Rome voters have agreed to accept donations to pay for legal bills in the two cellphone tower lawsuits underway at this point.

However, the article adopted essentially was written on the floor Monday at a special town meeting, according to Second Selectman Richard LaBelle.

He said the amendment was proposed by Chris Cook, an attorney who is a board member of Belgrade Regional Conservation Alliance, which has come forward with a $1,000 donation.

The final version, which was approved overwhelmingly on the floor, asks whether the town will empower selectmen “to accept gifts of money to the municipality from organizations or individuals, not to exceed $15,000, for the purpose of supplementing the specific appropriation already made for costs, and expenses, including attorneys’ fees incurred by the town in litigation involving Global Tower Assets, LLC and Northeast Wireless Networks, LLC in the state and federal courts, and to use such gifts to pay the litigation costs and expenses that exceed the $50,000 appropriation already made.”

LaBelle said selectmen anticipate accepting $3,700 in donations already offered when they meet on Monday.

Two of three selectmen were opposed to the article, but they said they thought the final decision belonged to the voters, according to Second Selectman Richard LaBelle, who was one of the dissenters, along with Third Selectman Malcolm Charles. First Selectman Kelly Archer voted in favor of it.

“The (original) warrant issued was signed by all three of us,” LaBelle said. “I was not in favor of the wording or process of forming the article as it was originally done.”

He said he was not happy with the second one either.

“The sentiment from the board was that the warrant should be able to get to the people because that was where it belonged,” LaBelle said. “The ability to decide whether the town should accept the money should lie with the people, not the board.”

Fifty-seven voters attended the special town meeting. LaBelle said selectmen had understood that at least 54 voters were needed to constitute a quorum, based on the most recent gubernatorial vote, but Rep. Robert W. Nutting, R-Oakland, who was the moderator, ruled that was not necessary.

The town’s attorney, Frank Underkuffler, who crafted the original article, commented on the changes at the request of selectmen. In an email to the board sent the day after the meeting, he noted that “the legislative body has spoken, and it is clear that in accepting the donations, legally or not, and in spending them on the lawsuit, you will be acting in accordance with that body’s very clear (albeit probably nonbinding — ‘may’ in section 5652 does not mean ‘shall’) directive.”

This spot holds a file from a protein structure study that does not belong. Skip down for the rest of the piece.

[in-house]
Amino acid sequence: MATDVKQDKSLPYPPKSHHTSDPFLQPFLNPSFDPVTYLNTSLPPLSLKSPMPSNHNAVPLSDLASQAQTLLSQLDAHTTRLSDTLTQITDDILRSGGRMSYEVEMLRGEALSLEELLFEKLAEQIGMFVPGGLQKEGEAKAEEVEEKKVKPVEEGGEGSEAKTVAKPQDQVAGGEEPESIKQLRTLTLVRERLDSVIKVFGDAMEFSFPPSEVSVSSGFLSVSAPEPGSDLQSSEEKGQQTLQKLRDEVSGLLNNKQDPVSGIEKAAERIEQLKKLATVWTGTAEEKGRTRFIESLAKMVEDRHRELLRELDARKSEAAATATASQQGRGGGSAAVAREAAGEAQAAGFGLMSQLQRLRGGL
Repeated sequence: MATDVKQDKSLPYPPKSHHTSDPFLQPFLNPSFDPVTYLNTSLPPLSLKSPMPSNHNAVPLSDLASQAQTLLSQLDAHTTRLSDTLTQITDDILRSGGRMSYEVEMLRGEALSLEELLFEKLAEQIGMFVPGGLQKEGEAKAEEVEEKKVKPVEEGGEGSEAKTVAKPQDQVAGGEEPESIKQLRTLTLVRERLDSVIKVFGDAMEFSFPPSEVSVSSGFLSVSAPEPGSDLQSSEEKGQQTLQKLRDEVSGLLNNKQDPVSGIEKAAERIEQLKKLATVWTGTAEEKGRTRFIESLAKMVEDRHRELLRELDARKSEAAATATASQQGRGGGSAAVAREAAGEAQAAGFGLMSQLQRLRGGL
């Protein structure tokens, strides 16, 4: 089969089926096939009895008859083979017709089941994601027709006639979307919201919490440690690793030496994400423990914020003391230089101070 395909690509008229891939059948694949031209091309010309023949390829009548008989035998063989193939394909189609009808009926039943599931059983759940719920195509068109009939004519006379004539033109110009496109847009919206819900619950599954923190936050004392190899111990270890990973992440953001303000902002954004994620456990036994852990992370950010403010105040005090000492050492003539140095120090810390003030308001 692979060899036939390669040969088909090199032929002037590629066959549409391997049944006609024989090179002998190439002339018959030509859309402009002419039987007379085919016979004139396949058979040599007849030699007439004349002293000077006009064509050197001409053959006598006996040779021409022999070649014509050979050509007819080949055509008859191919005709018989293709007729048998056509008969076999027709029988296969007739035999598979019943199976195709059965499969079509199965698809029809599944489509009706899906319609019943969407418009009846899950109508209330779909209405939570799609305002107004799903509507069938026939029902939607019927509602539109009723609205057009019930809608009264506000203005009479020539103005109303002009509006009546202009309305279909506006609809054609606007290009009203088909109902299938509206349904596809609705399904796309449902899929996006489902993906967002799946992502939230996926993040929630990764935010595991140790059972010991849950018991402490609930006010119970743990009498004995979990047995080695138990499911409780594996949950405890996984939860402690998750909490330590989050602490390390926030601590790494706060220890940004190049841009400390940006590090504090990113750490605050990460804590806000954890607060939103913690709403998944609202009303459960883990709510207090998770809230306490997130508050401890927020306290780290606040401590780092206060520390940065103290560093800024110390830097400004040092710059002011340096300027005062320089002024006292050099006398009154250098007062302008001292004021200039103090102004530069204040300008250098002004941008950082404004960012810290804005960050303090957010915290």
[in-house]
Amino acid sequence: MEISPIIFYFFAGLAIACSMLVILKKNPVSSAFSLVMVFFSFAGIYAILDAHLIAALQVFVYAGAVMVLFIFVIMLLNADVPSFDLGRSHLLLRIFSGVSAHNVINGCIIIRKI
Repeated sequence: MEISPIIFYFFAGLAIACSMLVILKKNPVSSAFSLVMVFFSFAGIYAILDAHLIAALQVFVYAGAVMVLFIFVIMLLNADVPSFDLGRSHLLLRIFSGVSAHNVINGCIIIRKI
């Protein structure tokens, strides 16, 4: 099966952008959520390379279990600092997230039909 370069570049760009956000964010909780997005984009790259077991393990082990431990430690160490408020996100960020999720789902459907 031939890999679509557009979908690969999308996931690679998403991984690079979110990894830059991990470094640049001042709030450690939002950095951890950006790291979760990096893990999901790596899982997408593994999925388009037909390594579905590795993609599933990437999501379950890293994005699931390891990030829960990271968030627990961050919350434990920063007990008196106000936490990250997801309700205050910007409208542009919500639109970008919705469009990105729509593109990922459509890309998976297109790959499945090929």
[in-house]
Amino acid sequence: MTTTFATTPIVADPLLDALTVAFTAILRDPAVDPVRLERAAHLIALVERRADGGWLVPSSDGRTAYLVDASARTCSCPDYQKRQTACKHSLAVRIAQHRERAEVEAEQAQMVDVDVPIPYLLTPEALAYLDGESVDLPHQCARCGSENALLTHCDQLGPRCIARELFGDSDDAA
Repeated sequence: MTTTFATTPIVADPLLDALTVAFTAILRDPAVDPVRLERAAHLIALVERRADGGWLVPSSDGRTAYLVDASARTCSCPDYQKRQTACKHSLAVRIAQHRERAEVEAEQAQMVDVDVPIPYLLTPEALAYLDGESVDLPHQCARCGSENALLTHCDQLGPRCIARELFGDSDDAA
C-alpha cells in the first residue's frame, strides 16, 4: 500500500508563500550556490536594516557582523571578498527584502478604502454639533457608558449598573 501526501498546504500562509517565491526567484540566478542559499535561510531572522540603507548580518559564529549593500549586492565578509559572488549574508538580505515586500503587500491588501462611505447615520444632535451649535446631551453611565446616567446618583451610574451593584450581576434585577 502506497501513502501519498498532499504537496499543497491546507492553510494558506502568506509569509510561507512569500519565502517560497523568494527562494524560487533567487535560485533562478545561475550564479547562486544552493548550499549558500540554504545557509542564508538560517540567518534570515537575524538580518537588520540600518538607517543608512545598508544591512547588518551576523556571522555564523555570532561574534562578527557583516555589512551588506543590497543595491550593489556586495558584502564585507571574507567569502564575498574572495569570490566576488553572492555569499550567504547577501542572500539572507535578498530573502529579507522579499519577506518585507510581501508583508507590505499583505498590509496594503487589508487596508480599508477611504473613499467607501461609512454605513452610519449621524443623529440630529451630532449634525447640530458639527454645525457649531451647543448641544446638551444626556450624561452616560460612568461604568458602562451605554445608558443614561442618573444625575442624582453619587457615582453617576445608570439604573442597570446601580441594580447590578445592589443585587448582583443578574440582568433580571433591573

He also recommended keeping good records about the source of donations in case the cell tower companies seek that information later.

At a July 7 public meeting, residents said they continued to support spending public money to defend the town in civil lawsuits brought by Global Tower Assets LLC, of Boca Raton, Florida, and Northeast Wireless Networks LLC, of Winchester, Massachusetts. The firms had sued the town and the Rome Planning Board in federal court about the denial of their application for permission to erect the tower even as they pursued an appeal in the state business court.

The two companies claimed they were victims of discrimination and should have been allowed to provide personal wireless services, that the application process took an unreasonably long time — more than a year — and that any written decision lacked substantial evidence in the written record. The companies hoped to spend an estimated $450,000 on a 190-foot tower on The Mountain, which overlooks Great Pond.

At the annual Town Meeting in March, Rome residents approved spending $50,000 on legal fees. By early July, more than $43,000 of that was spent and selectmen then called a meeting to gauge public sentiment. Altogether, the town has spent about $90,000 over three years.

The Belgrade Regional Conservation Alliance came forward with an offer, so selectmen put it on the warrant. Selectmen noted they might consider accepting other donations if the article was amended at the special town meeting.

Betty Adams — 621-5631

[email protected]

Twitter: @betadams


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